I agree that the Early Childhood curriculum is the most holistic and the least differentiated at any level of educated. I come from an occupation outside the academic domain. In my profession, I was a Social Worker and Pastoral Care Counselor who has an understanding of children. Early childhood starts with the children. Their direct need as it pertains to early childhood education governs the order of the curriculum. The philosophical foundation of early childhood in theory was sciencially researched by Sigmund Freud, Jean Piaget and Erik Erikson primary. In conclusion of the research the methodology must support the need, abilities, and interest of the child. After WWII Early Head Start became pertinent and the consequence of a half of day program grew into a full day program across the nation. This promotes the enrichment investment educators are committing to as it pertains to the nurturing efforts toward proficient performance.

Versia Harris commented on  September 03, 2015

It did me a world of good to read again the works of early educators. My favorite is Maria Montessori, (1870-1952) a "brilliant woman" with a great contribution to poor and sick children.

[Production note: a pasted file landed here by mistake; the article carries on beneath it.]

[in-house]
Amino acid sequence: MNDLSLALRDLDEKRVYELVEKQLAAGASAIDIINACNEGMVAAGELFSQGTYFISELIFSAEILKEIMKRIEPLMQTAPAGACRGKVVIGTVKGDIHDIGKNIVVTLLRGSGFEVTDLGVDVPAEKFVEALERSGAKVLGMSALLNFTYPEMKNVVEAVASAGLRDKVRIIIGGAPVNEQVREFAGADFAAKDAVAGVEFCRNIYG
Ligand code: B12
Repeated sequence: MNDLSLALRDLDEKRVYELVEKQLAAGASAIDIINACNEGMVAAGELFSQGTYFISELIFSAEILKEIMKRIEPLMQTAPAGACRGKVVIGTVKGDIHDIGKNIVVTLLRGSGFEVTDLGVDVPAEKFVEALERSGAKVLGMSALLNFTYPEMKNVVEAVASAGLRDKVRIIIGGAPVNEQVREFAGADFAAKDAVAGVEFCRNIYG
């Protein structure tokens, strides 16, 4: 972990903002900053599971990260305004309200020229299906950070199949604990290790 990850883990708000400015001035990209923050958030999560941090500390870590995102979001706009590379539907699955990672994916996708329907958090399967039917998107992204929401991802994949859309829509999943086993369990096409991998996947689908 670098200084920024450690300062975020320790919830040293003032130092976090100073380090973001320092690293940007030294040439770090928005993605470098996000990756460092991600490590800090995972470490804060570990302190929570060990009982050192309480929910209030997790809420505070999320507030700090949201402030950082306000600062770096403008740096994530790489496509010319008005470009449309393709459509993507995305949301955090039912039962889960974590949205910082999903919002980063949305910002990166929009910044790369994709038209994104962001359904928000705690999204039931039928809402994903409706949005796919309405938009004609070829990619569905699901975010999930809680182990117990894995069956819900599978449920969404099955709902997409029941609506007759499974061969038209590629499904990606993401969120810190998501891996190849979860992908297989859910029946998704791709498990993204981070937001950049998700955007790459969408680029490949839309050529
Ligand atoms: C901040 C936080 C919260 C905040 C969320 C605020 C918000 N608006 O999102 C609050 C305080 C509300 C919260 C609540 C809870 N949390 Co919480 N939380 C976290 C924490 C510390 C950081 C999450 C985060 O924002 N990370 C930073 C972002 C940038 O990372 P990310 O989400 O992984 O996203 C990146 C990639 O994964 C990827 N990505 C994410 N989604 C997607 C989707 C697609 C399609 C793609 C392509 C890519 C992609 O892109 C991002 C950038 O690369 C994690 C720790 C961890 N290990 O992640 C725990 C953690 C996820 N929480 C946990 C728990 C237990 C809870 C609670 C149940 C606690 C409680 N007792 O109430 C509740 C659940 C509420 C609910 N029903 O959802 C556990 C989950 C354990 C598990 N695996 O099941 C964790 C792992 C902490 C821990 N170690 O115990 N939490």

Nichole Peterson commented on  September 02, 2015

I love that the author brings out the history of child care which gives me a starting point for it all. To know that his research continued based upon knowing the facts of these great founders is quite interesting. True knowledge for me has always been putting myself in the other person's place. Looking at something from another perspective: to be a "child" again.

Raquel Concepcion commented on  August 30, 2015

I really appreciated Dr. Elkind's reflection and I agree with everything that he wrote. It is very important to understand the children by observation and interaction because the early childhood curriculum and practice must be adapted to the maturing needs, abilities, and interests of the child. It is also important that we model and lead by example. I love working with children and feel we as leaders, counselors, and teachers can make positive impacts on their lives.

Pamela Hopper commented on  August 27, 2015

This was a great source information about EDC. I think that the Head Start was a great idea. I think that it should not have such a scale set as to where some are on the border line to be able to have this source of child care. I love working with children, you really have to have patience and a great love for this type of job.

Jessica McQuillen commented on  March 22, 2015